Abortion pill reversal’ (APR) treatment was invented by an anti-abortion doctor in California. It involves taking high doses of progesterone, a hormone, following the first of two pills used for a medical abortion (mifepristone and misoprostol).
Progesterone isn’t dangerous, but this delusional ‘treatment’ could be. The only high-quality clinical trial into this method, in the US, was halted in 2019 after some participants hospitalised with severe haemorrhaging.
Along with other openDemocracy reporters across four continents, I contacted a 24-hour APR hotline – run out of the US by the Christian Right group Heartbeat International – while posing as a pregnant woman living in Uruguay.
A US hotline operator emailed me a copy of a ‘consent form’ stating that I understood APR was an “off-label use of progesterone” and that I should “seek emergency medical care immediately” if I experienced pain or heavy bleeding.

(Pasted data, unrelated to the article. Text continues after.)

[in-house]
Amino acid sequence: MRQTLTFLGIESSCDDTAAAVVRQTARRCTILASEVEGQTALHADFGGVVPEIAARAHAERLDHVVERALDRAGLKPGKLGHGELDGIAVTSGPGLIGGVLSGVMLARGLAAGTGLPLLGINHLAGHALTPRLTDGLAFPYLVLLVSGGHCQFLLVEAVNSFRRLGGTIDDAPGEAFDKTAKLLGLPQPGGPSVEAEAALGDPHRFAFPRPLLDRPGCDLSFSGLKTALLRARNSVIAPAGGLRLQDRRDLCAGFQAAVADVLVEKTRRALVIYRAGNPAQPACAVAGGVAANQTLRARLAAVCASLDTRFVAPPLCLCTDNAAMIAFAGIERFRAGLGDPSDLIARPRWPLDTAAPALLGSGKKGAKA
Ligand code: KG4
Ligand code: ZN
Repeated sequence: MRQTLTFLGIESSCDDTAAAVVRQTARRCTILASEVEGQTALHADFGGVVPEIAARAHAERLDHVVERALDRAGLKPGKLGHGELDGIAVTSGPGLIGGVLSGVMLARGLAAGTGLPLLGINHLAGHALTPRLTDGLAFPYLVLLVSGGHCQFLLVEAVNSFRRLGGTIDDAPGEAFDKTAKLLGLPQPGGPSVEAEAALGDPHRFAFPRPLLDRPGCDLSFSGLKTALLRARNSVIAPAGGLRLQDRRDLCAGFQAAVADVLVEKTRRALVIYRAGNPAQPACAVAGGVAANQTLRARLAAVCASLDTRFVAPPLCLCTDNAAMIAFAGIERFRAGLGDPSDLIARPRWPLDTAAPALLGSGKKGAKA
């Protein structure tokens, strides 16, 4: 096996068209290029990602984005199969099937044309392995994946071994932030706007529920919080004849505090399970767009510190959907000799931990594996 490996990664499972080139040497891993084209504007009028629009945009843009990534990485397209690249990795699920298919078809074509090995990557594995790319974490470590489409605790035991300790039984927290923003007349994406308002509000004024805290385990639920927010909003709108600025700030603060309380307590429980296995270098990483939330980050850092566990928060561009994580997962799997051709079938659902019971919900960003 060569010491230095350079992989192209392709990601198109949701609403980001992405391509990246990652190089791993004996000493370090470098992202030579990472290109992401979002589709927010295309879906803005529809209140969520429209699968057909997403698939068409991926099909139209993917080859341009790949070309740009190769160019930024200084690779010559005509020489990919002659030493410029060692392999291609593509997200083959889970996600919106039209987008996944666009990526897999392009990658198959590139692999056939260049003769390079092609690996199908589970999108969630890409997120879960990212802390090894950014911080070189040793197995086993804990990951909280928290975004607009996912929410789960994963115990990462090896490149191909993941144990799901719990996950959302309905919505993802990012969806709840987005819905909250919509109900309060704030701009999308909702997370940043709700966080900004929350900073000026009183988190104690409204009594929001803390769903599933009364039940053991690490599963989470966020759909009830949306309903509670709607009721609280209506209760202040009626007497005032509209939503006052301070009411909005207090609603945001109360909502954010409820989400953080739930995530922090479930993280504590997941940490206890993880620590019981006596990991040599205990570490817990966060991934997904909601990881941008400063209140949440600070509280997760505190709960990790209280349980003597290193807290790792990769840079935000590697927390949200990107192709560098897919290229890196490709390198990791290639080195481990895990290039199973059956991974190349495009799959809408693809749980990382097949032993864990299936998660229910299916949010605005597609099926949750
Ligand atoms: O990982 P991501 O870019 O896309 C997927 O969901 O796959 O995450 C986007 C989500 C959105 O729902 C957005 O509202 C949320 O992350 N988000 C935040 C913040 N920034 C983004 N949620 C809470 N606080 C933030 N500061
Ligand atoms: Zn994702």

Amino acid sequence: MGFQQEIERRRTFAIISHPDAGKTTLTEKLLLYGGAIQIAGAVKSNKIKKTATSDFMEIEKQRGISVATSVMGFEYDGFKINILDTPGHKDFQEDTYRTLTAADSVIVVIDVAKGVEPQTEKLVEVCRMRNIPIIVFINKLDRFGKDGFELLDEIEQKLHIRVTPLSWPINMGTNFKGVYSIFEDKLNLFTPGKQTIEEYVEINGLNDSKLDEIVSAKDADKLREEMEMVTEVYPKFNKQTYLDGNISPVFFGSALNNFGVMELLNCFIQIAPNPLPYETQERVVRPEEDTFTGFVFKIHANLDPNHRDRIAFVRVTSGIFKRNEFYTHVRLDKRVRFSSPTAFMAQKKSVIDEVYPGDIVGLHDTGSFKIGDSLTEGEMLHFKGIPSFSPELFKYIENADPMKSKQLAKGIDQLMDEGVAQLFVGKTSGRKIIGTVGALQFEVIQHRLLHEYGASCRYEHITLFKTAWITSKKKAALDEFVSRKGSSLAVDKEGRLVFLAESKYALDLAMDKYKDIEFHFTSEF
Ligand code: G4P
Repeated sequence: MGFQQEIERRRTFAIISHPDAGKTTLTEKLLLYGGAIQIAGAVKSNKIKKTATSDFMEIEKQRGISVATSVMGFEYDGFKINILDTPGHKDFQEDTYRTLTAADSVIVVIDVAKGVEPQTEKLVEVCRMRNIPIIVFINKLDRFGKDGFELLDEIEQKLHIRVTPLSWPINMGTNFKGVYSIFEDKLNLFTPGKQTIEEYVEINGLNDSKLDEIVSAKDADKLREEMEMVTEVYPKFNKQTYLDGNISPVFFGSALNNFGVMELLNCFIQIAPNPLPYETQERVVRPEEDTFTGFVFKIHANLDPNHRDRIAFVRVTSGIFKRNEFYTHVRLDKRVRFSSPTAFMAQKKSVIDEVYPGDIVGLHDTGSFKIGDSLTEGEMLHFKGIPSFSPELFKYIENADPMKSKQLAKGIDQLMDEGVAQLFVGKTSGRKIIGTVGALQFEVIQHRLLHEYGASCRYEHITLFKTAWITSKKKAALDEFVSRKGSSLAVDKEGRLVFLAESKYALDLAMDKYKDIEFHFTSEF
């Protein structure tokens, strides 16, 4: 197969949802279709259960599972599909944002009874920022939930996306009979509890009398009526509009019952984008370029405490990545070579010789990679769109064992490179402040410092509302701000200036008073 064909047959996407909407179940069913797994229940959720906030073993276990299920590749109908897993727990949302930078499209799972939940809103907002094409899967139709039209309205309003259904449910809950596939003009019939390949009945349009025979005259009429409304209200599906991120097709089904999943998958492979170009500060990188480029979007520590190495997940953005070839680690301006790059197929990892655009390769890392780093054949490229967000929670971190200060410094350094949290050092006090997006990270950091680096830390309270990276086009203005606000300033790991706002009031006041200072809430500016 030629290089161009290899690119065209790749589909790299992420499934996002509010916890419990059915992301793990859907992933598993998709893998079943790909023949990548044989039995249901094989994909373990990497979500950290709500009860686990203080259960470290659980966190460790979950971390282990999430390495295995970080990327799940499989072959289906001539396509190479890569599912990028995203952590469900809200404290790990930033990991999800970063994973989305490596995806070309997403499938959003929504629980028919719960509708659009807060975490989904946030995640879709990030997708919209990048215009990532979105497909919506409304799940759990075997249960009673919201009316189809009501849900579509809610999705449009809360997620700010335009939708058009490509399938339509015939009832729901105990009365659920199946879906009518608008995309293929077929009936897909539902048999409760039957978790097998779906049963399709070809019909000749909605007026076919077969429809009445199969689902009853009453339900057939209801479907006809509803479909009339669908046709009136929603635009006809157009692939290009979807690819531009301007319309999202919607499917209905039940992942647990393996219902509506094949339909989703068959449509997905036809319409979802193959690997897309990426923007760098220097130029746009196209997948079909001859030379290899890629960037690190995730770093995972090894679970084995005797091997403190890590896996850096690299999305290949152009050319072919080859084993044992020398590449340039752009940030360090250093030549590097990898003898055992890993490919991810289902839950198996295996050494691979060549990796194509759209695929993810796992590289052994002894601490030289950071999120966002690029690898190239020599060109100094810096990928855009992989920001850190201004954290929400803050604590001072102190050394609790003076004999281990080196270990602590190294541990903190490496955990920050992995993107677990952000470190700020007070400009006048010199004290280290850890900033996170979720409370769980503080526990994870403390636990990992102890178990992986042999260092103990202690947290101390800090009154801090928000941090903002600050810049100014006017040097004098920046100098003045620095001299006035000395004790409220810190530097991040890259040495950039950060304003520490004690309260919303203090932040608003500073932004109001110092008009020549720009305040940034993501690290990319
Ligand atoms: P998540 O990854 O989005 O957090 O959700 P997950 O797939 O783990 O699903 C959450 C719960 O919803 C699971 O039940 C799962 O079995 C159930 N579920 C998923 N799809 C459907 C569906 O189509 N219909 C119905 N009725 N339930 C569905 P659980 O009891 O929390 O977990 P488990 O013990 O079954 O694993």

Then I was connected to local activists and a doctor in Uruguay. This doctor gave me a progesterone prescription over the phone, and the local activists insisted that they could bring the pills to my home and for free.
No national medical authorities in Uruguay have approved or recommended APR. Despite this, the Uruguayan doctor assured me there was “no reason for fear”. Shesaid that this treatment works, although it is not “standard practice”.
But my pregnancy was fake – as fake as the world in which APR is a ‘treatment’.